Overview

The COVID pandemic and the precautionary changes in behavior put into practice are creating an immeasurable cost in ways that are still being identified – social isolation, stresses on mental health, as well as neglect of chronic disease management – to name a few. In a recent study out of China, it was found that 6, 7 and 8-year-olds had a significant increase in myopia associated with the lockdown and school closures. This level of myopia places these children at much greater risk of poor vision in adulthood. Join us as we discuss these findings and how they may impact prevention strategies and assessment parameters in children during and after the pandemic.

Episode resource links: 

  • Klaver CCW, Polling JR, Enthoven CA. 2020 as the Year of Quarantine Myopia. JAMA Ophthalmol. Published online January 14, 2021. doi:10.1001/jamaophthalmol.2020.6231
  • Wang J, Li Y, Musch DC, et al. Progression of Myopia in School-Aged Children After COVID-19 Home Confinement. JAMA Ophthalmol. Published online January 14, 2021. doi:10.1001/jamaophthalmol.2020.6239
     

Learning Objectives

  • Identify a potential correlation between COVID precautions and increasing rates of myopia in children between 6 to 8 years old
  • Discuss the recent evidence from a cross-sectional prospective study on quarantine-related myopia in Chinese children and its relevance to clinical care for children
     

 


Faculty

Frank J. Domino, MD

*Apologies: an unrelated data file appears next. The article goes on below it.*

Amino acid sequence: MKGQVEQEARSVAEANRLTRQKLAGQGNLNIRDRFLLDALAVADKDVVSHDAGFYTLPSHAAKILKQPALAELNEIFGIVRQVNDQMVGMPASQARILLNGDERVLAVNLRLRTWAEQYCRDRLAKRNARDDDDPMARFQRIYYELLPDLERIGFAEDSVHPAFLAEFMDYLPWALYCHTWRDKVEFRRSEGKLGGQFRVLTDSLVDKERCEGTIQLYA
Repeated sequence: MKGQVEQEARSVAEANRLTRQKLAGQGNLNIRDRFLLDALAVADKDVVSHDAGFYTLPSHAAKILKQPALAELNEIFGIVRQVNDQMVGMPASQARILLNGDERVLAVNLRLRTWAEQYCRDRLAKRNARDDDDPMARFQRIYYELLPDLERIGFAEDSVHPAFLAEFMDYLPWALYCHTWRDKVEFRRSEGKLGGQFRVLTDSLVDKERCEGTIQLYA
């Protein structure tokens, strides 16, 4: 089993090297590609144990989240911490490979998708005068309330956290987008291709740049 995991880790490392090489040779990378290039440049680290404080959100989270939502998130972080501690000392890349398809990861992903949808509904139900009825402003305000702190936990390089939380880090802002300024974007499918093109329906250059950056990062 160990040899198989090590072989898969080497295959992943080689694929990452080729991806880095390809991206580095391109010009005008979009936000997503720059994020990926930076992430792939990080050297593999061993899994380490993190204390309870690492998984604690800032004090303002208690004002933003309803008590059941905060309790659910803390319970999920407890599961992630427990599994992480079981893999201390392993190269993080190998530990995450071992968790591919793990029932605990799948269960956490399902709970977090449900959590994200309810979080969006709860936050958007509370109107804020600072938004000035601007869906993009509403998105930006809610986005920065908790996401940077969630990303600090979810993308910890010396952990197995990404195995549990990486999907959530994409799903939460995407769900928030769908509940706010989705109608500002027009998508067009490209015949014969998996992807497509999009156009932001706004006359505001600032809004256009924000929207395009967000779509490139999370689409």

Professor, Family Medicine and Community Health,
University of Massachusetts Medical School, Worcester, MA

Susan Feeney, DNP, FNP-BC, NP-C

Assistant Professor and Coordinator of the Family Nurse Practitioner Track
UMMS GSN

Disclosures

The following financial relationships have been disclosed by faculty.

Frank J. Domino, MD

Has disclosed no relevant financial relationships. 

Susan Feeney, DNP, FNP-BC, NP-C

Has disclosed no relevant financial relationships. 

 

Non-faculty contributors and others involved in the planning, development, and editing/review of the content have no relevant financial relationships to disclose.


CME/CE Information

AMA PRA Category 1 Credits

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Pri-Med Institute designates this enduring material for a maximum of 0.25 AMA PRA Category 1 Credit™. Physicians should claim only the credit commensurate with the extent of their participation in the activity.

For APRNs and PAs, AANPCB and NCCPA accept AMA PRA Category 1 Credit™ as the number of hours of participation (AANPCB) or as Category 1 CME credits (NCCPA).

Commercial Supporter

Not Applicable

Education Partner

Not Applicable


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